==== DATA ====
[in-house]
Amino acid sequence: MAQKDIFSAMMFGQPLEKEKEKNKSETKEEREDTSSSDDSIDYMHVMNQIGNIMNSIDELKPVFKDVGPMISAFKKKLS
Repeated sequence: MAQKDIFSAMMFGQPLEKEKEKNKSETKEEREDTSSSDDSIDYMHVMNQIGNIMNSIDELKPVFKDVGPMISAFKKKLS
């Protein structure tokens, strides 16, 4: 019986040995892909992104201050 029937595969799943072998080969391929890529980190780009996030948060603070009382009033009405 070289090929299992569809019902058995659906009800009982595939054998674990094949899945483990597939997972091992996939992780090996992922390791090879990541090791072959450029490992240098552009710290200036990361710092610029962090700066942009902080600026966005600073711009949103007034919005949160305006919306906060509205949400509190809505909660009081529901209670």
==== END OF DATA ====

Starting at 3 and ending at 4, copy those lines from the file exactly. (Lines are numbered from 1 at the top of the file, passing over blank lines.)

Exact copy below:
Repeated sequence: MAQKDIFSAMMFGQPLEKEKEKNKSETKEEREDTSSSDDSIDYMHVMNQIGNIMNSIDELKPVFKDVGPMISAFKKKLS
């Protein structure tokens, strides 16, 4: 019986040995892909992104201050 029937595969799943072998080969391929890529980190780009996030948060603070009382009033009405 070289090929299992569809019902058995659906009800009982595939054998674990094949899945483990597939997972091992996939992780090996992922390791090879990541090791072959450029490992240098552009710290200036990361710092610029962090700066942009902080600026966005600073711009949103007034919005949160305006919306906060509205949400509190809505909660009081529901209670």